Offseason In Review: Kansas City Chiefs

Although the Chiefs’ Super Bowl IV team and multiple other squads from that period housed a whopping six Hall of Fame defenders, it is safe to say the Andy ReidPatrick Mahomes stretch represents the franchise’s peak. The Chiefs, who entered the 2017 season having never won back-to-back AFC West titles, enter 2022 with six straight division crowns. During the Mahomes leg of this reign, the Chiefs have not encountered much divisional resistance. They have become the only team to host four consecutive conference championship games.

But the rest of the division spent the offseason loading up to challenge the Chiefs, whose 2022 edition will look a bit different. Reid and GM Brett Veach moved two cornerstone players — Tyreek Hill and Tyrann Mathieu — off the roster, trading Hill and letting Mathieu walk in free agency. Kansas City was busy at both positions this offseason. How much will these retooling efforts and rivals’ big-ticket moves — one of which having a direct impact on the Chiefs’ plans — impact the perennial Super Bowl contenders’ 2022 season?

Trades:

The Chiefs had begun Hill extension talks in the weeks leading up to free agency. One year remained on the field-tilting speedster’s contract. But the Raiders soon acquired Davante Adams from the Packers, changing the equation not just for Hill but for the entire wide receiver market. The Chiefs balked at Hill’s new demands, which increased after Adams agreed to a then-receiver-record $28MM-per-year deal. Kansas City quickly pivoted to the trade market, leading to Jets and Dolphins offers. After a Jets proposal — one that did not feature any first-round picks but included two second-rounders — nearly sent Hill to New York, the Dolphins came in with a trade including the No. 29 overall pick and an extension (four years, $120MM) that topped Adams’ accord.

Of the offseason’s marquee wideout trades, Hill fetched his former team the most in terms of compensation. At 28, Hill is more than a year younger than Adams and possesses a skillset pairing historically elite speed with legit receiving chops — something most players in Hill’s speed realm have lacked throughout NFL annals. Hill will now entrust his Hall of Fame push to Tua Tagovailoa, while the Chiefs will be tasked with an interesting restart at the position.

It remains fascinating a Chiefs rival changed the AFC West kingpins’ path with one of their best players. Hill said he did not ask the Chiefs for an extension that topped Adams’ AAV but did ask the team for a deal in the $25-$26MM-AAV range. A vital piece during Alex Smith‘s final Chiefs season and to start Mahomes’ rapid ascent, Hill became an All-Pro on a Day 3 contract. The 2019 child-abuse scandal, which came years after a domestic violence arrest eventually dropped Hill to the 2016 fifth round, nearly led to a Chiefs divorce. But after no NFL suspension emerged, the team welcomed its deep threat back and gave him an $18MM-per-year deal — on a team-friendly structure as a result of his second off-field controversy. Hill outplayed that deal, stringing together three more Pro Bowl seasons. But the Chiefs joined the Packers and Titans in letting another team pay their top wide receiver at the new WR1 going rate.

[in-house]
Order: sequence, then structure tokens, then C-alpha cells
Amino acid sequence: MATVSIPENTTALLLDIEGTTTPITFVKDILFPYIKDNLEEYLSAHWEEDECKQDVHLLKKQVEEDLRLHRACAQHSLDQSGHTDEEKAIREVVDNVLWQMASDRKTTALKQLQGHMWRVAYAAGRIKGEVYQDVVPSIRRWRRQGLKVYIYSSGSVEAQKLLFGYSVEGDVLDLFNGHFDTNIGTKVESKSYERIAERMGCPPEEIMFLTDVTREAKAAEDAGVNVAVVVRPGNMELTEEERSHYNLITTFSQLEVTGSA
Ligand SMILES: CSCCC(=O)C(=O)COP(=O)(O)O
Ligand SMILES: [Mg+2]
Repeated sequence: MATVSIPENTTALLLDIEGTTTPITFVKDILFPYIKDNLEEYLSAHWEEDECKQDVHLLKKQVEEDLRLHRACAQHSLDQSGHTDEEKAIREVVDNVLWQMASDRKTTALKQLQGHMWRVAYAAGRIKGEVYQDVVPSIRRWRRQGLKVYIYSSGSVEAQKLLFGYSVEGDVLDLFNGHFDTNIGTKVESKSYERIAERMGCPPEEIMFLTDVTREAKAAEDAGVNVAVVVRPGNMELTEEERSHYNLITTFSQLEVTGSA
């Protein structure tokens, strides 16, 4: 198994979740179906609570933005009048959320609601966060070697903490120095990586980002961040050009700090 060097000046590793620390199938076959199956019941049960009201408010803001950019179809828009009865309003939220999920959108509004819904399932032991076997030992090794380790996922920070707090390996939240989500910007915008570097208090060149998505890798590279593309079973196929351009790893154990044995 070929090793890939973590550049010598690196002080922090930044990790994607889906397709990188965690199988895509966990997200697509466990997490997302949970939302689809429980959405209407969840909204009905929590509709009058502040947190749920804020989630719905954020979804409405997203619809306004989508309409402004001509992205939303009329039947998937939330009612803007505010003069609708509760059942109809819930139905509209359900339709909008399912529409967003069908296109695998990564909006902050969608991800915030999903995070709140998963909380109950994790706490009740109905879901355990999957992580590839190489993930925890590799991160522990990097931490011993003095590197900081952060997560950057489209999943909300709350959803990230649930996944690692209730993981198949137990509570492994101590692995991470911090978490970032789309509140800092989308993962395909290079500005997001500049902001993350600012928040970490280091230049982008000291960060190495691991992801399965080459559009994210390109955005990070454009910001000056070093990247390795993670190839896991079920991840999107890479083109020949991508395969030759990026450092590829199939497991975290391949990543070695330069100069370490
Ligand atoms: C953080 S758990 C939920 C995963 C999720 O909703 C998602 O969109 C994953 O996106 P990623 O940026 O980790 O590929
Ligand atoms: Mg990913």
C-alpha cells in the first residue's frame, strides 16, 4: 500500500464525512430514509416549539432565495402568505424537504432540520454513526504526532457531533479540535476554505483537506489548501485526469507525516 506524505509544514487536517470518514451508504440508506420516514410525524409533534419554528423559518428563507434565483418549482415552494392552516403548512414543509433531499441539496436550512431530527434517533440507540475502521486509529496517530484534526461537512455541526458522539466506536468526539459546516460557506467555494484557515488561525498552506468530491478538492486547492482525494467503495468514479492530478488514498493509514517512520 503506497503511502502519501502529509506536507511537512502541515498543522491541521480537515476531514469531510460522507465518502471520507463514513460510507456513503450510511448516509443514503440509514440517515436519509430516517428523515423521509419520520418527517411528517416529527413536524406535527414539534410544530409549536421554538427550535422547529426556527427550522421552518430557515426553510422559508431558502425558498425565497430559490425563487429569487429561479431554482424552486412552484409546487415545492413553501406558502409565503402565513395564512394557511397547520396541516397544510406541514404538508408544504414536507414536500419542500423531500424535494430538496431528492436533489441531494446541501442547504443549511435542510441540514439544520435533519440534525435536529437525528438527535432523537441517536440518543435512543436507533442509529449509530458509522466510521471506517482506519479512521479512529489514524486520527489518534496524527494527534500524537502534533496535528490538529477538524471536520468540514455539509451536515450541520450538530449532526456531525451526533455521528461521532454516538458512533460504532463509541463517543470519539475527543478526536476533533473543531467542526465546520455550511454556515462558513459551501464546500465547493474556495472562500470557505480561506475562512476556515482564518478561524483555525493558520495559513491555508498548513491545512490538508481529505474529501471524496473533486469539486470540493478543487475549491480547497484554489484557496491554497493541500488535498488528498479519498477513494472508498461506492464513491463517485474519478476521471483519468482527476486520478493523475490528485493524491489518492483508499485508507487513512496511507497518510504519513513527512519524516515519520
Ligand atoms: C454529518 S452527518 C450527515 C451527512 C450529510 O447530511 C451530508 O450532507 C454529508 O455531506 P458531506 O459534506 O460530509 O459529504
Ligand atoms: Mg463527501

This separation could be a seminal moment on the Chiefs’ timeline, considering the attention defenses paid to Hill. Teams increasingly moved to prevent Mahomes-to-Hill deep strikes last season, something that the receiver later confirmed caused internal frustration. This trade represents the biggest offensive change of the Mahomes era and presents some risk, given the Chiefs’ momentum and non-Hill issues at the position since Reid arrived.

Reid’s other receiver investments in Kansas City have largely not worked out. The 2013 Dwayne Bowe extension backfired, as the previous Chiefs WR1’s skills deteriorated quickly, and the Chiefs cut bait on Jeremy Maclin after two seasons. Sammy Watkins came up big in spots, but frequent injuries suffered in Kansas City have led to the former top-five pick’s value freefall. Drafted in the second round while Hill was barred from the team’s facility, Mecole Hardman has not panned out. Though, the fourth-year wideout may have a more prominent role as the team attempts an interesting post-Hill wideout configuration.

The Johnson flier resembles those the Chiefs took on former first-round cornerbacks Mike Hughes and Deandre Baker. A 2019 second-rounder, Johnson has one year remaining on his rookie contract. He is coming off a career-best three interceptions in 2021, but the young DB — whom the Texans used at corner and safety — fell out of favor in Houston. Pro Football Focus viewed Johnson as one of the NFL’s worst defensive backs during his Texans tenure. The advanced metrics website graded Johnson as the league’s worst primary cornerback in 2019 and slotted him as (by far) the league’s worst safety contributor last season, helping explain the 2024 seventh-round return.

Notable signings:

As Tyrann Mathieu lingered in free agency, the Chiefs quickly signaled they were not bringing him back for a fourth season by committing to Reid during the legal tampering period. Mathieu had also made a Houston-to-Kansas City trek, though Reid played his entire rookie contract with the Texans. Pro Football Focus barely rated Reid above Johnson last year, grading the former as the sixth-worst full-time safety. PFF offered much better assessments for the former third-round pick during his first two seasons, when the Texans booked playoff spots.